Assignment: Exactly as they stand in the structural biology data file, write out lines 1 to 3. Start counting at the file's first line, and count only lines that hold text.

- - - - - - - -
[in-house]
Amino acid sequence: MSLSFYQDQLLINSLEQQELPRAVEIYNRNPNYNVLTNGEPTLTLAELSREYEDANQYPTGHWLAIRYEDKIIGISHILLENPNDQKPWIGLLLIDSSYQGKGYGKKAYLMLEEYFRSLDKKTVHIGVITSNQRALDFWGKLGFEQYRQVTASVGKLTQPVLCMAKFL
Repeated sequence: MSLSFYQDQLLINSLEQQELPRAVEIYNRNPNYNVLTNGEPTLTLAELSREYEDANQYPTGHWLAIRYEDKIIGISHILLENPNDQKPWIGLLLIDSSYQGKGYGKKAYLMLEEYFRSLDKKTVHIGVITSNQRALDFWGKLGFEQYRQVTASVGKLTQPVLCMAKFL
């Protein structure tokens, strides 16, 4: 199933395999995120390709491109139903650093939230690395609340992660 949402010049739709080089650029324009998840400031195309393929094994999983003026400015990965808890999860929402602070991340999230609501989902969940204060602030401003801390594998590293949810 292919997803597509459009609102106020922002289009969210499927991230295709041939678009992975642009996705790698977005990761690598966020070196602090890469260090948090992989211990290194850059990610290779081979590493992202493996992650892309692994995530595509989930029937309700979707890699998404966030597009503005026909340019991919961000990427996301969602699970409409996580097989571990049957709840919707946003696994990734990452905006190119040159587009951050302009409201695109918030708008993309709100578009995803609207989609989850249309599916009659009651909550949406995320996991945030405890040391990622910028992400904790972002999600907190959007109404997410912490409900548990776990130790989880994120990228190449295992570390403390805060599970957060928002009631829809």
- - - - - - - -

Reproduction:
[in-house]
Amino acid sequence: MSLSFYQDQLLINSLEQQELPRAVEIYNRNPNYNVLTNGEPTLTLAELSREYEDANQYPTGHWLAIRYEDKIIGISHILLENPNDQKPWIGLLLIDSSYQGKGYGKKAYLMLEEYFRSLDKKTVHIGVITSNQRALDFWGKLGFEQYRQVTASVGKLTQPVLCMAKFL
Repeated sequence: MSLSFYQDQLLINSLEQQELPRAVEIYNRNPNYNVLTNGEPTLTLAELSREYEDANQYPTGHWLAIRYEDKIIGISHILLENPNDQKPWIGLLLIDSSYQGKGYGKKAYLMLEEYFRSLDKKTVHIGVITSNQRALDFWGKLGFEQYRQVTASVGKLTQPVLCMAKFL